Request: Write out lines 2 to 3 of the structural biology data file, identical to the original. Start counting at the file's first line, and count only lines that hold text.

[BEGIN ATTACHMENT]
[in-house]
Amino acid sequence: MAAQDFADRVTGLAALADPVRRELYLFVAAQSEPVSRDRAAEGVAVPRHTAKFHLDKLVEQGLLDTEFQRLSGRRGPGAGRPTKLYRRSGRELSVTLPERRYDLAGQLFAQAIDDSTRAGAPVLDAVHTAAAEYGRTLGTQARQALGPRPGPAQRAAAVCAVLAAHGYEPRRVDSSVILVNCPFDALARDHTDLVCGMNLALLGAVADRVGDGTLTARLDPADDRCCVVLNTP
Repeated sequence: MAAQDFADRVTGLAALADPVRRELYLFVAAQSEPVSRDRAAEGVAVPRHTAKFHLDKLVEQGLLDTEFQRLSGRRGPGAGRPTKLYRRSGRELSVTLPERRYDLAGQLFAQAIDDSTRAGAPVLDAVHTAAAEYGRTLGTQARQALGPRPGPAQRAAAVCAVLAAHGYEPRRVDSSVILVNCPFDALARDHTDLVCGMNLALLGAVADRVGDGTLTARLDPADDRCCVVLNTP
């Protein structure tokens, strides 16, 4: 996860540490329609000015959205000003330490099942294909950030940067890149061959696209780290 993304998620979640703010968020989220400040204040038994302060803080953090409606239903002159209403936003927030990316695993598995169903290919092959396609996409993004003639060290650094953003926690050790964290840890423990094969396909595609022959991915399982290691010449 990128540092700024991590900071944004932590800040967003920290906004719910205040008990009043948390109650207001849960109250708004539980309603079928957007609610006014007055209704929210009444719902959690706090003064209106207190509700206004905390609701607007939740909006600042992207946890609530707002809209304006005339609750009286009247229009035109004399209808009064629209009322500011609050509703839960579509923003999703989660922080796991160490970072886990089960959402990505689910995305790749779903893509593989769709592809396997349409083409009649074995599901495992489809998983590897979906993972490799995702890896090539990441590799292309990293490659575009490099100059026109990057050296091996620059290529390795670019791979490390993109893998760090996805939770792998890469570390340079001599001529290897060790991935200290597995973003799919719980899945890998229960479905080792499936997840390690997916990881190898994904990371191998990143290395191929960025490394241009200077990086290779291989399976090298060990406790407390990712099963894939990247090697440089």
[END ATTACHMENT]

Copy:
Amino acid sequence: MAAQDFADRVTGLAALADPVRRELYLFVAAQSEPVSRDRAAEGVAVPRHTAKFHLDKLVEQGLLDTEFQRLSGRRGPGAGRPTKLYRRSGRELSVTLPERRYDLAGQLFAQAIDDSTRAGAPVLDAVHTAAAEYGRTLGTQARQALGPRPGPAQRAAAVCAVLAAHGYEPRRVDSSVILVNCPFDALARDHTDLVCGMNLALLGAVADRVGDGTLTARLDPADDRCCVVLNTP
Repeated sequence: MAAQDFADRVTGLAALADPVRRELYLFVAAQSEPVSRDRAAEGVAVPRHTAKFHLDKLVEQGLLDTEFQRLSGRRGPGAGRPTKLYRRSGRELSVTLPERRYDLAGQLFAQAIDDSTRAGAPVLDAVHTAAAEYGRTLGTQARQALGPRPGPAQRAAAVCAVLAAHGYEPRRVDSSVILVNCPFDALARDHTDLVCGMNLALLGAVADRVGDGTLTARLDPADDRCCVVLNTP